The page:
If Bocanegra is still close to the player we imagine, Klinsmann probably made a mistake. That player should have been in Klinsmann’s XI. However, if that version of Bocanegra has been nowhere to be seen in training, we may be asking for a player who no longer exists.

EURO 2016: Ireland shock Germany, Northern Ireland qualify

Shane Long, Ireland
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A recap of Thursday’s action in 2016 European Championship qualifying:

Ireland 1-0 Germany

Southampton striker Shane Long scored the goal that knocked off the defending world champions and pushed Ireland one step closer to next summer’s European Championship in France. Long, who entered the game in the 65th minute, latched onto Darren Randolph‘s ball over the top in the 70th minute, took one touch to settle and fired for the far post, beating Manuel Neuer for the game’s only goal.

With one game still to play, Ireland (18 points) sit third in Group D, level on points with Sunday’s opponent Poland. While the winner of Sunday’s clash could leapfrog Germany (19), they will more likely finish second in the group and qualify automatically. A draw on Sunday could still see both sides qualify automatically through the ranking of third-place finishers (the top third-place finishers from group play earns an automatic berth at EURO 2016).

Northern Ireland 3-1 Greece

Norther Ireland (20 points) topped Greece (3), 3-1 on Thursday to officially book their place at EURO 2016. Steven Davis scored twice and Josh Magennis added the third for Michael O’Neill’s side.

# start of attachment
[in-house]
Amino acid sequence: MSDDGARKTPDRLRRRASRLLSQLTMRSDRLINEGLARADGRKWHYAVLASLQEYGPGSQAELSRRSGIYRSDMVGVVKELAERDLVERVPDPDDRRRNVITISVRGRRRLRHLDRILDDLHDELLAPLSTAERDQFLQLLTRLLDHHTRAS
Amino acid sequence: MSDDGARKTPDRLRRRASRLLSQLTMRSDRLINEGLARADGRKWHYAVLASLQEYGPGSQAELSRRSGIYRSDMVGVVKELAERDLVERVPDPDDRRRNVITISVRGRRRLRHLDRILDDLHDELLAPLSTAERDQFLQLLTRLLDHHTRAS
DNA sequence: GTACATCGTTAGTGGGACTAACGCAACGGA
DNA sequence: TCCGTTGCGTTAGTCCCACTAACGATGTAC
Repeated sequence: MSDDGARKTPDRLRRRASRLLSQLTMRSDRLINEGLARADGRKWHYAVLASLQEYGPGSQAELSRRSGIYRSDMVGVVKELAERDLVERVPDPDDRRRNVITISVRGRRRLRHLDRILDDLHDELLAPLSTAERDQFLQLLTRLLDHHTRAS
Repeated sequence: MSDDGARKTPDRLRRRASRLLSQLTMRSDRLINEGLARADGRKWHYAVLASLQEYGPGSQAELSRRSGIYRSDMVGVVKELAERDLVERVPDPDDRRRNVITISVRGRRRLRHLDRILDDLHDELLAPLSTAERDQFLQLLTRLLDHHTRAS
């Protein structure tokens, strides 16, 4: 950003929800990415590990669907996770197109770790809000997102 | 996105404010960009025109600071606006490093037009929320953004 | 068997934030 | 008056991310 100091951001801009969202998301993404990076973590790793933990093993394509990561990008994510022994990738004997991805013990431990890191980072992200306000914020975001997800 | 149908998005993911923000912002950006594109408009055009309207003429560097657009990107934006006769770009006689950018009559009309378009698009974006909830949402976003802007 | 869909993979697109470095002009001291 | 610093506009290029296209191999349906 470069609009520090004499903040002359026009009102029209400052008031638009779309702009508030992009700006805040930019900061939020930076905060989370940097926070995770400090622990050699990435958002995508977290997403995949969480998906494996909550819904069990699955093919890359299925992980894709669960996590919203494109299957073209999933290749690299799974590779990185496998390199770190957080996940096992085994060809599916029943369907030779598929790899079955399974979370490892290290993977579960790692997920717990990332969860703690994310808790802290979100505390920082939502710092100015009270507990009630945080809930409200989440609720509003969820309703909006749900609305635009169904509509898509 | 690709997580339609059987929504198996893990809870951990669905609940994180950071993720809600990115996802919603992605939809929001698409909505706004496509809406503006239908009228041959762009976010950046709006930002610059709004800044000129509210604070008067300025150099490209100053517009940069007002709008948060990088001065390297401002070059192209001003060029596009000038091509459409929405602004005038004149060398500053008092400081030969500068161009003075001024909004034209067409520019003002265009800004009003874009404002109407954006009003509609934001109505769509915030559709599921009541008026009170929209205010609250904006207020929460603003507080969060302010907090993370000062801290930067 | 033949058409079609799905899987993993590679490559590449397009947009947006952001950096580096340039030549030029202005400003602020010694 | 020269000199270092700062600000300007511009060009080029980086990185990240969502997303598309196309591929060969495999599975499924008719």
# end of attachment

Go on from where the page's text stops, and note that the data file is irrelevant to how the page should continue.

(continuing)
With one game still to play (Sunday, at Finland), Northern Ireland can finish no lower than second. A draw against Finland, or any points dropped by Romania (17) would see Northern Ireland finish top of Group F.

Portugal 1-0 Denmark

Joao Moutinho scored the only goal of the game to secure Portugal’s (18 points from just seven games) place at next summer’s tournament. The defeat sees Denmark remain second in Group I, a point ahead of third-place Albania, who lost to Serbia on Thursday. Having played all eight of their group games, Denmark can go no higher than 12 points, meaning they would fail to qualify if Albania beat Armenia on Sunday. A draw between Albania and Armenia would see Denmark qualify based on tiebreakers.

Elsewhere in EURO 2016 qualifying action

Group D

Scotland 2-2 Poland
Georgia 4-0 Gibraltar

Group F

Hungary 2-1 Faroe Islands
Romania 1-1 Finland

Group I

Albania 0-2 Serbia

Jurgen Klopp announced as new Liverpool manager

Jurgen Klopp, Liverpool FC
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Enough with the speculation and reports already, because it’s finally officially official: Jurgen Klopp has been appointed the newest manager of Liverpool Football Club, the Merseyside club announced on Thursday.

[ FOLLOW: All of PST’s PL coverage ]

Klopp will be unveiled to the world at an introductory press conference at Anfield on Friday.

According to early reports, Klopp’s three-year contract could pay him as much as $10 million per season.

[ QUOTE KING: Top 10 “Klopp-isms” from his time at Dortmund ]

The 48-year-old German has been out of work since stepping down at Bundesliga side Borussia Dortmund following a seventh-place finish to the 2014-15 season. Klopp’s seven seasons in charge of Dortmund weren’t without success and silverware, though, as he led Der BVB to back-to-back league titles in 2011 and 2012, a German Cup triumph in 2012 and a UEFA Champions League final appearance in 2013.

PST’s Joe Prince-Wright will be at Anfield on Friday for Klopp’s unveiling, so be sure to follow JPW on Twitter and check back to PST for wall-to-wall coverage of Klopp’s first press conference as Liverpool manager.